December 30th, 2019 – Police officers in Mobile, Alabama have sparked controversy after posting a photo where they show off a “quilt” they put together after confiscating homeless people’s signs. The image was shared from a personal Facebook account but specifically calls out the precinct and its police chief, Lawrence Battiste.
The two police officers in the image are Preston McGraw and Alexandre Olivier. McGraw posted the pic and referred to himself and Olivier as the “Panhandler patrol.”
“Wanna wish everybody in the 4th precinct a Merry Christmas, especially our captain. Hope you enjoy our homeless quilt. Sincerely Panhandler patrol.”
The image gained even more traction when Eduardo Romero shared it and added his own thoughts saying:
“Imagine taking pride in terrorizing the most vulnerable people in society.”
While some people laughed at the taped-together cardboard signs (most of which had the phrase “God Bless”) others called the quilt “pathetic,” “disgusting,” and “shameful.”
“I bet they believe they’re Christians too…. SMDH,” one commenter wrote.”
“There’s nothing wrong with that. That’s funny and clever. Haha,” another wrote.”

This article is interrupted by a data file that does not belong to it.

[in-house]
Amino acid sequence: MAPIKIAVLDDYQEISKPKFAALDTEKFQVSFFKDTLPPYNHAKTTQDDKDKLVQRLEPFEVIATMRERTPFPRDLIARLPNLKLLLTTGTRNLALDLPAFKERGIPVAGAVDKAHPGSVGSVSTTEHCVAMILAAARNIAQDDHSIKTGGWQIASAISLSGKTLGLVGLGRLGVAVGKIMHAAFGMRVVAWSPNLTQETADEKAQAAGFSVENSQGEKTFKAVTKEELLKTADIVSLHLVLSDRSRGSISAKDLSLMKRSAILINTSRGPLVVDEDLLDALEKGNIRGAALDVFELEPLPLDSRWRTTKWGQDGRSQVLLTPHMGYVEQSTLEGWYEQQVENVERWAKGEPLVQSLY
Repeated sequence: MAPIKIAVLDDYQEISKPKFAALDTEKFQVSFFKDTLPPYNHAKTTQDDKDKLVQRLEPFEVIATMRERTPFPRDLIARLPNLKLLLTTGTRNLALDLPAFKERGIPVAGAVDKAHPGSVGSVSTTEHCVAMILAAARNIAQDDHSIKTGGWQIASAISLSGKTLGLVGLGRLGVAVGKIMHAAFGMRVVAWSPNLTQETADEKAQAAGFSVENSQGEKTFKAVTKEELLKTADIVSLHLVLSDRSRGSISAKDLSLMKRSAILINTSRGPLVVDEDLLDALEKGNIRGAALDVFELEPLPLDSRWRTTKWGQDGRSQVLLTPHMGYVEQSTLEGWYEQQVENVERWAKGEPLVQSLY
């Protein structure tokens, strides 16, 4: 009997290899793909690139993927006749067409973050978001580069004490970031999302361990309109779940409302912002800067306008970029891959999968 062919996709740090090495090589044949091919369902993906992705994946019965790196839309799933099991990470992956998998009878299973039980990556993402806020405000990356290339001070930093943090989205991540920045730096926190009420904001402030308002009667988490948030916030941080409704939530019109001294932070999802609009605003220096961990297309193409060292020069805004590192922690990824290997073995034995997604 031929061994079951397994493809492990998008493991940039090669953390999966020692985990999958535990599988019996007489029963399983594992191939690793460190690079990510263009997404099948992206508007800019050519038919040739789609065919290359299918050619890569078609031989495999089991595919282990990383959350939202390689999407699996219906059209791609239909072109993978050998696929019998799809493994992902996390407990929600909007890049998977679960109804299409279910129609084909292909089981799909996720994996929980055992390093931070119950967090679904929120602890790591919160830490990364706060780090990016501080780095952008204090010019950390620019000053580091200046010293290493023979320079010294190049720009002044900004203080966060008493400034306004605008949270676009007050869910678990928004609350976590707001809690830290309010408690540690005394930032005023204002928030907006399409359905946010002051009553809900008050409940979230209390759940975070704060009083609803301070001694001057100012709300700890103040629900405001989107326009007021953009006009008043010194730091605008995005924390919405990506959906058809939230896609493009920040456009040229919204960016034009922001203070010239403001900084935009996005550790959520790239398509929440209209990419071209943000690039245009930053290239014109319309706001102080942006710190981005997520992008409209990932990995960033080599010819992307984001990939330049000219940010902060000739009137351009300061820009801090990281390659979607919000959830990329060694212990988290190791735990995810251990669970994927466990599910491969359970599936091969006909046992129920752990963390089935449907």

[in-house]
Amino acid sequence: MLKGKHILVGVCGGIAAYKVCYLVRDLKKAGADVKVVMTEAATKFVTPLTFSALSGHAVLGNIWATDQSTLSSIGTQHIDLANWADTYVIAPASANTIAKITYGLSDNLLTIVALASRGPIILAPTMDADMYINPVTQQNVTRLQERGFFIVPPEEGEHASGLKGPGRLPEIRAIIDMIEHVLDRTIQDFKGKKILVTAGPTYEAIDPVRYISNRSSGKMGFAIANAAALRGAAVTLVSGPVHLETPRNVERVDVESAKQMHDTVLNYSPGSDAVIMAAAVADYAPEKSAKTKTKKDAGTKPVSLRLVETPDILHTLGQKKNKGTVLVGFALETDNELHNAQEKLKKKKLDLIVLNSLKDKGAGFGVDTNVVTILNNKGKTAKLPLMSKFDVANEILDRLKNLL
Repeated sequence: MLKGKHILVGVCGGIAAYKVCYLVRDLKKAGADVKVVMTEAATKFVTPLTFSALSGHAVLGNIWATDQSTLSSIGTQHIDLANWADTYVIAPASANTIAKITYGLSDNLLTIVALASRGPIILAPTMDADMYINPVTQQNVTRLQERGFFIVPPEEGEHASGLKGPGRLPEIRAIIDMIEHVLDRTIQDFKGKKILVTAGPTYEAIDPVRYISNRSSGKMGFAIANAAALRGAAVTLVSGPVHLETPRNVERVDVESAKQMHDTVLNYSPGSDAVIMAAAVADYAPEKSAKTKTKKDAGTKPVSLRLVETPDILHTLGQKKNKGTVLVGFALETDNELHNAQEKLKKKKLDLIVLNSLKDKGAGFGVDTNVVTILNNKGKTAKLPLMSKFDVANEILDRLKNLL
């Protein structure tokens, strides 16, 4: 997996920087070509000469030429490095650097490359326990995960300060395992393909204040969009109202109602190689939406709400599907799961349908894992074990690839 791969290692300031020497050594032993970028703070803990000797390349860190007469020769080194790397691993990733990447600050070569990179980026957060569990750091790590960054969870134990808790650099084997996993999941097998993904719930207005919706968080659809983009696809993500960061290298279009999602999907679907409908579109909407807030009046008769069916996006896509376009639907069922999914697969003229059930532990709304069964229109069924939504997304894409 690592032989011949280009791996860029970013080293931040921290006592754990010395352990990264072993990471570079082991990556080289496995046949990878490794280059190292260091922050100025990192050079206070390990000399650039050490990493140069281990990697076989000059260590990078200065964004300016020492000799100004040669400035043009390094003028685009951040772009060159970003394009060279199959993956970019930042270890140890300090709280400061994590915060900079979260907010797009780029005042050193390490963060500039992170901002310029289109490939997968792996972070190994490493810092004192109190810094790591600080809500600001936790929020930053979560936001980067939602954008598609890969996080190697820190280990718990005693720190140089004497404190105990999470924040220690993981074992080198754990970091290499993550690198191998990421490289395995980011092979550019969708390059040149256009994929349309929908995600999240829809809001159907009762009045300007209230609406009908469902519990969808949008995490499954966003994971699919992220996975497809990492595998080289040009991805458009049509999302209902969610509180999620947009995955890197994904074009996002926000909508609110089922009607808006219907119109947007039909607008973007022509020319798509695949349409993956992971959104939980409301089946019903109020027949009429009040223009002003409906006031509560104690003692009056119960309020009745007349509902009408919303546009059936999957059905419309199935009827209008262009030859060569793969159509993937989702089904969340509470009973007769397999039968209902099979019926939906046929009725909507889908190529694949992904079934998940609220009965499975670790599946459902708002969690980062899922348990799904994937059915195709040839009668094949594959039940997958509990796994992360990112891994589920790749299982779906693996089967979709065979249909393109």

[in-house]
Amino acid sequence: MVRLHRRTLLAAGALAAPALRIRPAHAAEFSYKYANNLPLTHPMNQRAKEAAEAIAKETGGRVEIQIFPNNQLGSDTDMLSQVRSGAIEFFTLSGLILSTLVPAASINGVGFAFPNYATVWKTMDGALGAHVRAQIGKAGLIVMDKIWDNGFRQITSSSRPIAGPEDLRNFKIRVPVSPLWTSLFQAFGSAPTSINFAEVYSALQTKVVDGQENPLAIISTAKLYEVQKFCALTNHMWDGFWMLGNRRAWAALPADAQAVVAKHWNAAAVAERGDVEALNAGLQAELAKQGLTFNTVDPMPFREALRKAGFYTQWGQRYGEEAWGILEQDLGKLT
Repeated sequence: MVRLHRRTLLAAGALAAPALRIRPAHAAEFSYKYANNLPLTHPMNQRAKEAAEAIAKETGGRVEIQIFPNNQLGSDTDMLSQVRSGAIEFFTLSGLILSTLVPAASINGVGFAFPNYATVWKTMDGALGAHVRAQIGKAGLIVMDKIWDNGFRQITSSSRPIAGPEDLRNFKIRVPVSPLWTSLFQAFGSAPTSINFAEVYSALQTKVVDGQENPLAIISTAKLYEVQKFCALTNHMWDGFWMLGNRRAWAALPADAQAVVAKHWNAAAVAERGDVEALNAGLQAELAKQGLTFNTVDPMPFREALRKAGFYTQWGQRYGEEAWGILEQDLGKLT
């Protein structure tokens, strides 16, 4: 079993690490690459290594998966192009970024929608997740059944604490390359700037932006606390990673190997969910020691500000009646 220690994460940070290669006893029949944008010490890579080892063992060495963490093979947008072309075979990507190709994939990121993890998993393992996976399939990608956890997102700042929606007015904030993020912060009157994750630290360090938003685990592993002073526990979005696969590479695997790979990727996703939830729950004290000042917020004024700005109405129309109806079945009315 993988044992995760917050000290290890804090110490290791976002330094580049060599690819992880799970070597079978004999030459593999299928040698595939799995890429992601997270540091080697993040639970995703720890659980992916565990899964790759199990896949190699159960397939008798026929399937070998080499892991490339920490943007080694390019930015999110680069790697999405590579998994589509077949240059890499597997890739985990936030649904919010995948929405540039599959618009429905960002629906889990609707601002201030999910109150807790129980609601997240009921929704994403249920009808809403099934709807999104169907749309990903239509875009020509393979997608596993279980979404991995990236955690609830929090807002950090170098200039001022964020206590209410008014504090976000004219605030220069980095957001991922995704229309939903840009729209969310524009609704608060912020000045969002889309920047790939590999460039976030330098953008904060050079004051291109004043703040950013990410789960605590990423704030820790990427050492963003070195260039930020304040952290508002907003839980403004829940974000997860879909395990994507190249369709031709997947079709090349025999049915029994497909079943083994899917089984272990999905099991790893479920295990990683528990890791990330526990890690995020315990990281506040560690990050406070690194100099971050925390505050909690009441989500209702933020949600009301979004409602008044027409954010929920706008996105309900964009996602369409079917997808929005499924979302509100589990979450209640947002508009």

“Nothing funny about this; whatever you wish for yourself, you will received. Circumstances changes, one day they might find themselves in that situation,” another user added.
According to al.com, a panhandling ban law went into effect in 2010, which make is illegal for people to ask for money in the downtown area known as the Visitors’ Domain. It was a controversial decision and one that had to be written carefully as to not violate federal court decisions that deem citywide bans on begging an unconstitutional violation of free speech.
Police Chief Battiste addressed the department’s need to enforce the panhandling law in his statement but also said they never meant to make light of those who finds themselves in this situation.
“As a police department entrusted with serving and protecting our community, we offer our sincerest apology for the insensitive gesture of a Facebook post by two of our officers where they are holding up a homeless “quilt” made of panhandling signs,” he said. “Although we do not condone panhandling and must enforce the city ordinances that limit panhandling, it is never our intent or desire as a police department to make light of those who find themselves in a homeless state. Rather, our position has always been to partner with community service providers to help us help those faced with homelessness with hope to improve their quality of life.”